A great many parents are nervously wondering how their away from home for the first time kids are getting on at college, and a lot of them will be justifiably concerned about the risks of college drinking, especially when kids are away from parental supervision for the first time in their lives.
College binge drinking and the eventual development of dependency is an enormous societal problem across college campuses in the United States, and the devastation of alcohol related deaths, assaults, and alcohol induced sexual violence transcends schools throughout the country. Some schools are worse than other though…
Researchers at Harvard University wanted to see what variables seemed to influence the levels of alcohol related problems at diverse schools across the nation, and one factor that earned an enormously strong correlation with rates of problem drinking was the number of alcohol outlets within two miles of the campus center.
185 bars within 2 miles of campus!!!
Out of the schools surveyed, the range of alcohol outlets within a 2 mile radius ranged from a substantial 32 to a mind boggling 185, and not surprisingly there was an almost direct correlation of increasing alcohol problems, alcohol abuse, and alcohol dependence with greater numbers of outlets serving alcohol. The school with the greatest number of alcohol outlets had 48% of students getting drunk more than three times a month.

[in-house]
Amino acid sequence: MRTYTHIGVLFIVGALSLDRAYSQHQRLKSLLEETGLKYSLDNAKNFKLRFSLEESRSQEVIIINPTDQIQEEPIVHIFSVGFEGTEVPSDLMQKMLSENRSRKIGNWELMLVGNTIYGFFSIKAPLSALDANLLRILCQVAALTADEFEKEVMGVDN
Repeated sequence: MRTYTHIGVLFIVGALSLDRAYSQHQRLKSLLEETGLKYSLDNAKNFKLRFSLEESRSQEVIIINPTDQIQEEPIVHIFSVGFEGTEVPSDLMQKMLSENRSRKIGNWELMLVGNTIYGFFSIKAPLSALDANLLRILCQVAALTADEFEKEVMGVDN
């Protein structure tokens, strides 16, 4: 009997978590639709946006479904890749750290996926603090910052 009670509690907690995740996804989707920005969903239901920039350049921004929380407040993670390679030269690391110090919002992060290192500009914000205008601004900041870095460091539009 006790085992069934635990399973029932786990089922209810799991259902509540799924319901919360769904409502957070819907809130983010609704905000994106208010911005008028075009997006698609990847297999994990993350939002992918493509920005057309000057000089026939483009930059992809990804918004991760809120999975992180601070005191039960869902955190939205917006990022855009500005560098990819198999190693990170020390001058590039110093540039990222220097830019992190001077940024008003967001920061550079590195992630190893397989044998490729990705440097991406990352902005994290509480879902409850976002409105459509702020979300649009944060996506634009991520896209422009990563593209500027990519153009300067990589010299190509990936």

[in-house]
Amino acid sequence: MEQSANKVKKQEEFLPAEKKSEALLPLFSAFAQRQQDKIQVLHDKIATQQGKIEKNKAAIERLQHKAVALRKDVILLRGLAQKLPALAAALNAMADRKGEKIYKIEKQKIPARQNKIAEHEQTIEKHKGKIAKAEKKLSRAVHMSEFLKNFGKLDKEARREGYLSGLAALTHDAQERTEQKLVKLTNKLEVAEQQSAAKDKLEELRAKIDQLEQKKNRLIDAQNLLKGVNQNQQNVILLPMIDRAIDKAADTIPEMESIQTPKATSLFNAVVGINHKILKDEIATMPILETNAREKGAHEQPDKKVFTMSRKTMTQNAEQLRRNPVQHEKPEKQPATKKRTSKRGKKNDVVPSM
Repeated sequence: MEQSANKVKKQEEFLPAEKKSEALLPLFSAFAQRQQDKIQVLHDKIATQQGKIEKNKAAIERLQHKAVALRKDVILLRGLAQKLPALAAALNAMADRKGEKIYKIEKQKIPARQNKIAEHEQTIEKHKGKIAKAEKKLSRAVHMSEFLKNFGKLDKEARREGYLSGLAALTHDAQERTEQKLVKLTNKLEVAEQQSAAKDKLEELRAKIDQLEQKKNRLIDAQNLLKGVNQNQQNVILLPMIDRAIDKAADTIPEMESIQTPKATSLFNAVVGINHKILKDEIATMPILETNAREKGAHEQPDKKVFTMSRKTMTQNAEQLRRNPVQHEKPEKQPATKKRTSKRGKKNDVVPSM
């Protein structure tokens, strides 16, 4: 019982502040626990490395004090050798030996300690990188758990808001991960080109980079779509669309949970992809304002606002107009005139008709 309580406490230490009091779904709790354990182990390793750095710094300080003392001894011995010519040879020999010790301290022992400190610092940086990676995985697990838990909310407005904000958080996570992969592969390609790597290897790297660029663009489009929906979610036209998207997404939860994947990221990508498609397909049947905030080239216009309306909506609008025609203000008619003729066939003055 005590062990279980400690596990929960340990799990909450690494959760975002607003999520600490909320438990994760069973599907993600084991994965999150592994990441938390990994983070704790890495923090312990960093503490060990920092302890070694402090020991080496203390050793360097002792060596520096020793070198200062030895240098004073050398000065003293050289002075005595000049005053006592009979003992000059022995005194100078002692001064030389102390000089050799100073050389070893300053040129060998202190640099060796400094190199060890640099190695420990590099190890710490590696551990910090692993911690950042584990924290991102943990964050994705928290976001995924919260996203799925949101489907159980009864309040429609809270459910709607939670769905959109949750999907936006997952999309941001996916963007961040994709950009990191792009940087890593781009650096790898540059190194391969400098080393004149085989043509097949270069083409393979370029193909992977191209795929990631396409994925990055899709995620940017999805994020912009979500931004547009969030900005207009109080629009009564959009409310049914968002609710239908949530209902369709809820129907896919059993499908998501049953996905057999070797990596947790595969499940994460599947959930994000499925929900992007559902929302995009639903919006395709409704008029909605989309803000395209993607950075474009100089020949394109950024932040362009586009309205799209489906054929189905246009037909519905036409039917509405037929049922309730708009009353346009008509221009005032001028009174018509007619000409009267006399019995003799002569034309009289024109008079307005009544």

There is no doubt that environmental variables influence the development of alcohol abuse problems and alcoholism, and while a real alcoholic would surely drink even if there existed only one outlet within a 2 mile radius, by providing an enormous and ever present environment of alcohol access and temptation, certain schools are undoubtedly contributing to their own alcohol abuse problems.
The solution to college binge drinking may be easier than we had thought
Parents wanting to evaluate the risks to their kids need only take a short drive around and count the number of bars in the neighborhood, and if schools and their communities want to enact serious changes to the culture of college drinking, the answer may well be easier than we had all thought; and with a bit of creative rezoning…we could save thousands of lives a year, and tens of thousands from alcohol abuse and alcohol dependency problems.
The responses of different schools to the problem of college drinking have varied from fundamental changes in policy to lip service and knee jerk reactions, not likely to bring any betterment of the problem. Harvard researchers were surprised at the incredibly strong correlation between alcohol access and alcohol abuse, and suggest that these very "wet" environment pose an incredible risk to people who have not yet developed alcohol abuse problems…but very well might.